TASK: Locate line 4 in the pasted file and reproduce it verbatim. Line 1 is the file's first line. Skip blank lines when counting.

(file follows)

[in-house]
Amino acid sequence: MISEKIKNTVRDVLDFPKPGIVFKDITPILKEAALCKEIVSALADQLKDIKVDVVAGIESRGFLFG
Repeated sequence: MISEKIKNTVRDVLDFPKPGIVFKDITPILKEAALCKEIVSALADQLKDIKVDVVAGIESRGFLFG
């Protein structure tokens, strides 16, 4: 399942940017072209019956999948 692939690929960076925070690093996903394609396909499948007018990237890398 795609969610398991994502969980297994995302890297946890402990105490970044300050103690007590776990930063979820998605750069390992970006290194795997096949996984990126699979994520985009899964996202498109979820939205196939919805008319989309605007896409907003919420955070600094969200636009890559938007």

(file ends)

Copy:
């Protein structure tokens, strides 16, 4: 399942940017072209019956999948 692939690929960076925070690093996903394609396909499948007018990237890398 795609969610398991994502969980297994995302890297946890402990105490970044300050103690007590776990930063979820998605750069390992970006290194795997096949996984990126699979994520985009899964996202498109979820939205196939919805008319989309605007896409907003919420955070600094969200636009890559938007």